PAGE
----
The Comey Obstruction Memo And Trump’s Mens Rea (Update)

To read the New York Times, there is no question but that the story is totally, completely, absolutely, irrefutably true.

“I hope you can let this go.”

Those are President Trump’s words, according to the former F.B.I. director, James Comey…

No “allegedly.” No caveat of the details buried in the original story.

Mr. Comey shared the existence of the memo with senior F.B.I. officials and close associates. The New York Times has not viewed a copy of the memo, which is unclassified, but one of Mr. Comey’s associates read parts of it to a Times reporter.

And yet, media start screaming from the rooftops that this happened, that this is fact. And it may very well be fact. Or perhaps mostly accurate. Or not at all, since at this point Jim Comey has yet to confirm its truthfulness and no one has seen this memo. Yet, as the New York Times informs us, “those are the president’s words, according to…Comey.”

“I hope you can see your way clear to letting this go, to letting Flynn go,” Mr. Trump told Mr. Comey, according to the memo. “He is a good guy. I hope you can let this go.”

That Comey would write a contemporaneous memo is hardly surprising. Many of us do that as a matter of routine practice, make notes of conversations, whether in person or by phone, of matters that may prove important later on. We want to memorialize the words, time and date, because we may need to rely on them in the future. You can’t remember everything, and it’s easy to just write it down at the time so that it’s there later, when you need it. No big deal.

Except the media didn’t hestitate to gasp for air before spreading the “breaking” news everywhere that this was 100% true, real, fact, even though it’s merely double hearsay at the moment. Not only was it promoted everywhere as true, but the next steps were almost immediately taken; what does it mean?

At Lawfare, they launched into an explanation of obstruction of justice with this proviso.

It is important to remember that the Times story contains only snippets of the reported Comey memo, so the analysis below is thus necessarily preliminary, based on the limited facts we have access to at this point. Much remains unknown and the specific facts that will emerge in the days to come matter a great deal.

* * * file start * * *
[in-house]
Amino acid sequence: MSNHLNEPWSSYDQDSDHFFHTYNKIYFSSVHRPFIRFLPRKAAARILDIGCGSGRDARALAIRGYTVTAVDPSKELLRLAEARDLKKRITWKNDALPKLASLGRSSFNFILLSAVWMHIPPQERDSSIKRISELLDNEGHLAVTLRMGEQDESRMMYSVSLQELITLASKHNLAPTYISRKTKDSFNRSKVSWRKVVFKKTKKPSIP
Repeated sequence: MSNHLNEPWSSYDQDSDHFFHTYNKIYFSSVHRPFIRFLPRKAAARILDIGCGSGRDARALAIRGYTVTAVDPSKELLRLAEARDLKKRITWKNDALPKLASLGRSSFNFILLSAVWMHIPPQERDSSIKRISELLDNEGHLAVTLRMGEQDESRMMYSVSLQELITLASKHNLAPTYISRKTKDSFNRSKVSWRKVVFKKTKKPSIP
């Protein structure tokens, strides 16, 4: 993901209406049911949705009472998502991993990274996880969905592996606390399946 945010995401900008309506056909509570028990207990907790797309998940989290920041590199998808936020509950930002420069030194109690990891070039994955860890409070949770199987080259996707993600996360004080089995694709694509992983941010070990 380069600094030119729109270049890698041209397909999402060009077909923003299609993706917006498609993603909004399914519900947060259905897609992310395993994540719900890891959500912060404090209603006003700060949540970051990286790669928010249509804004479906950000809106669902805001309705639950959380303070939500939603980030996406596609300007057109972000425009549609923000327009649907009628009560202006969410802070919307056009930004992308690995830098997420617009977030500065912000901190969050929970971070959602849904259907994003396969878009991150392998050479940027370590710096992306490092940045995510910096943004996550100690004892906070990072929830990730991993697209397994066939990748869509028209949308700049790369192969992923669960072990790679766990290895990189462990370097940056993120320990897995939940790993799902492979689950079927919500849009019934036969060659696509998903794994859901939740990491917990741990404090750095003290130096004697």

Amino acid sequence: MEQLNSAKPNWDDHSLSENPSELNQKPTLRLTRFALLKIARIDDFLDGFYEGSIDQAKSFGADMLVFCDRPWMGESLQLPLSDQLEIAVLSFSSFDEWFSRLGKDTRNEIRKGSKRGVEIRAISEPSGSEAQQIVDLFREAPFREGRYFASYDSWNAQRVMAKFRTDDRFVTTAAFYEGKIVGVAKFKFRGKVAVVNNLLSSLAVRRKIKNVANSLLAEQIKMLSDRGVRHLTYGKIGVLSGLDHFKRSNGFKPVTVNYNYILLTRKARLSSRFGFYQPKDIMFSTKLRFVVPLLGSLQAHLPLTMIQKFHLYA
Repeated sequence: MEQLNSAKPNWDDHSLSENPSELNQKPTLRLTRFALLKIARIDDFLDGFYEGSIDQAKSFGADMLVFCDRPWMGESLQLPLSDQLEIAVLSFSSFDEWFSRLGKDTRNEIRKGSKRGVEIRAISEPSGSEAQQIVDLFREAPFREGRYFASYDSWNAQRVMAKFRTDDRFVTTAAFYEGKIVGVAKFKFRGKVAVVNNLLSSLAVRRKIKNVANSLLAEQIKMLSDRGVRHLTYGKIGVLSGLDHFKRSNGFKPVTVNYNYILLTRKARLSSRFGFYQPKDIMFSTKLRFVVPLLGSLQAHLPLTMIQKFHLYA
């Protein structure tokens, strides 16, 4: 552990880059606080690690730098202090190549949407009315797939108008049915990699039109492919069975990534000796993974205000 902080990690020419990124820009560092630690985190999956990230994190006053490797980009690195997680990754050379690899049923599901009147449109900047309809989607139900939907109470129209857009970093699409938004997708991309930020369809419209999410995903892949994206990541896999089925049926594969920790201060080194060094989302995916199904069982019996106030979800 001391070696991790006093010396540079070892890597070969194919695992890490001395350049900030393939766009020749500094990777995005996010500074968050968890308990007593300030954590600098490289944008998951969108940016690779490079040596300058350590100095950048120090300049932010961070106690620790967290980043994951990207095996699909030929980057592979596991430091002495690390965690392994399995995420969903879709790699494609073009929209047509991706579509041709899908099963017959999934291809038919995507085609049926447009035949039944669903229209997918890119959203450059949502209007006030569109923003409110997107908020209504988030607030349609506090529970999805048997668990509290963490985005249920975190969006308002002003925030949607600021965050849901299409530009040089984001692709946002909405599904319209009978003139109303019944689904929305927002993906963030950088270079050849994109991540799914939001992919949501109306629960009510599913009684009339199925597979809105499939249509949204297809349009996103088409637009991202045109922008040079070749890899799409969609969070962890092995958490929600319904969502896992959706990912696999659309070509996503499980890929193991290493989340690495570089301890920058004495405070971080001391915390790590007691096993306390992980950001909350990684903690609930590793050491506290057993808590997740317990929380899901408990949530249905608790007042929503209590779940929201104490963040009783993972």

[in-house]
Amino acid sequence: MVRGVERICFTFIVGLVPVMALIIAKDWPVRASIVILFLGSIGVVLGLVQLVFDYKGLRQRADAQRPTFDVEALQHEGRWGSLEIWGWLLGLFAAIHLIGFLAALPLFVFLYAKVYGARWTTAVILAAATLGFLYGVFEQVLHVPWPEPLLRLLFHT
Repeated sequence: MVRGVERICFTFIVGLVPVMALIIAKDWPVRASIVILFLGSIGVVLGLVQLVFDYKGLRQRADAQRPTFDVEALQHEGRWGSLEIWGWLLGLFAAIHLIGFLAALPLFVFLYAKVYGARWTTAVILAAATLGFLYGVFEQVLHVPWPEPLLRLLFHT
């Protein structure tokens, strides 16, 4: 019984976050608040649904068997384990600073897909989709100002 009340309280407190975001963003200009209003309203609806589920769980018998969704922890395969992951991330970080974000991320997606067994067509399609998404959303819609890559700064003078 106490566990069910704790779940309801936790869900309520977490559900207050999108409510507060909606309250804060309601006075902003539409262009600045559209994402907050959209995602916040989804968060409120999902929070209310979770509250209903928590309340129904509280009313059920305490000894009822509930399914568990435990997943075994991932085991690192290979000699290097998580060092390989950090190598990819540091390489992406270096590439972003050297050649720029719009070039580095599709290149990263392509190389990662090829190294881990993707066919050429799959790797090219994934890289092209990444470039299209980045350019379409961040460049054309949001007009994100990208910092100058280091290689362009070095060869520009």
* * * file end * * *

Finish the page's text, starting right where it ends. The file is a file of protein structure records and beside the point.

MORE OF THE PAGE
The only fact they have is that the Times reported it, since nothing the Times reported is yet fact. While the snippets reported are certainly limited, it’s not merely a problem because they’re just snippets, but because they’re merely double hearsay reported snippets, as in there are no underlying facts whatsoever as yet. Just a story.

Under 18 U.S.C. § 1505, a felony offense is committed by anyone who “corruptly, or by threats or force, or by any threatening letter or communication influences, obstructs, or impedes or endeavors to influence, obstruct, or impede the due and proper administration of the law under which any pending proceeding is being had before any department or agency of the United States, or the due and proper exercise of the power of inquiry under which any inquiry or investigation in being had by either House, or any committee of either House or any joint committee of the Congress.”

The key word is “corruptly,” since we’re glossing over whether the discussion occurred at all, taking the story for granted.

18 U.S.C. § 1515(b), defines “corruptly” as “acting with an improper purpose, personally or by influencing another, including making a false or misleading statement, or withholding, concealing, altering, or destroying a document or other information”

The question, since we’re way past the assumption that it happened, is whether Trump was acting with an “improper purpose,” the mens rea element. For those who believe that every breath taken by Trump is with improper purpose, this isn’t a question. For purposes of legal analysis, however, it’s hardly so simple.